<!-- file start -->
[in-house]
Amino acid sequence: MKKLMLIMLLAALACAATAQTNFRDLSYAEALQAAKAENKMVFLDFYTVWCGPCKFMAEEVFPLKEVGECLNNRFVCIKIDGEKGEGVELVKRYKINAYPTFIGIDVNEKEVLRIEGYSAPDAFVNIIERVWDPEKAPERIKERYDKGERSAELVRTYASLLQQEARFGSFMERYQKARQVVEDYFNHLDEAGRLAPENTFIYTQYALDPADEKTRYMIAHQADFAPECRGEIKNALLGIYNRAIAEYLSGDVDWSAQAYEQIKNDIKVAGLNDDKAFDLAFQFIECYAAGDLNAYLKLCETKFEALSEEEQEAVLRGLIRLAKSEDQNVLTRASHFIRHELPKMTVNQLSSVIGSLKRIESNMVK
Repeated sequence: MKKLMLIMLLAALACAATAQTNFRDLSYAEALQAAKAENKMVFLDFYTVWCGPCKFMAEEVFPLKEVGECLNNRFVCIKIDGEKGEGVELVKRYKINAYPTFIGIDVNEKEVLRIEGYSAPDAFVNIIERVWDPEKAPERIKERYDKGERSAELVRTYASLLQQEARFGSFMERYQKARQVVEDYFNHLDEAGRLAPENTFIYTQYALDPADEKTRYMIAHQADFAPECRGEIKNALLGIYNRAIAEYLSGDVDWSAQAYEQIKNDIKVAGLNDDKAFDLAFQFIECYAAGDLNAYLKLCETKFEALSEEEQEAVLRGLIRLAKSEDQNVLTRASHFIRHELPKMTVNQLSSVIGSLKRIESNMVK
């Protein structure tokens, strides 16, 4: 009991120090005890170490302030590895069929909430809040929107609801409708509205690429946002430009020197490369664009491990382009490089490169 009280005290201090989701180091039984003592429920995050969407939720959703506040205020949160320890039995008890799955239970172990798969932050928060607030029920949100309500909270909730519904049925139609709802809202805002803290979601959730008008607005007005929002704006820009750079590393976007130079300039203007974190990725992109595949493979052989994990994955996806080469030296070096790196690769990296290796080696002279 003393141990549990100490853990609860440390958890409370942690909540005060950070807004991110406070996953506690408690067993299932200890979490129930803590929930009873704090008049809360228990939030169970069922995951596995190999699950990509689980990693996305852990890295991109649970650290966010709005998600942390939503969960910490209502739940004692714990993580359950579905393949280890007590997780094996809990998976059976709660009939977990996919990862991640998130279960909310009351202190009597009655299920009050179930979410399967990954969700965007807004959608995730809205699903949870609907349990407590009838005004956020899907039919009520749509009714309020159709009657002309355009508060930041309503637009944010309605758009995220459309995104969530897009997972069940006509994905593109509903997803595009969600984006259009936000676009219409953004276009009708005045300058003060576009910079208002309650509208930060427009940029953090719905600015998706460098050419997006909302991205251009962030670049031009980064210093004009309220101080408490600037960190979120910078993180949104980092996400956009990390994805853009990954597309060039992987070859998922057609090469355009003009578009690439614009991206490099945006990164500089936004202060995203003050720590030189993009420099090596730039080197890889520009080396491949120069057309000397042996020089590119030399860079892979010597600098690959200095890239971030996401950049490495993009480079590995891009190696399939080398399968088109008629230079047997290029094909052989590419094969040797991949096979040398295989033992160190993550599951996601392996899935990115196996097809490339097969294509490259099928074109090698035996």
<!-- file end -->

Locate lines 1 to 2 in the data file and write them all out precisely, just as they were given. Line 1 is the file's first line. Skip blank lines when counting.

[in-house]
Amino acid sequence: MKKLMLIMLLAALACAATAQTNFRDLSYAEALQAAKAENKMVFLDFYTVWCGPCKFMAEEVFPLKEVGECLNNRFVCIKIDGEKGEGVELVKRYKINAYPTFIGIDVNEKEVLRIEGYSAPDAFVNIIERVWDPEKAPERIKERYDKGERSAELVRTYASLLQQEARFGSFMERYQKARQVVEDYFNHLDEAGRLAPENTFIYTQYALDPADEKTRYMIAHQADFAPECRGEIKNALLGIYNRAIAEYLSGDVDWSAQAYEQIKNDIKVAGLNDDKAFDLAFQFIECYAAGDLNAYLKLCETKFEALSEEEQEAVLRGLIRLAKSEDQNVLTRASHFIRHELPKMTVNQLSSVIGSLKRIESNMVK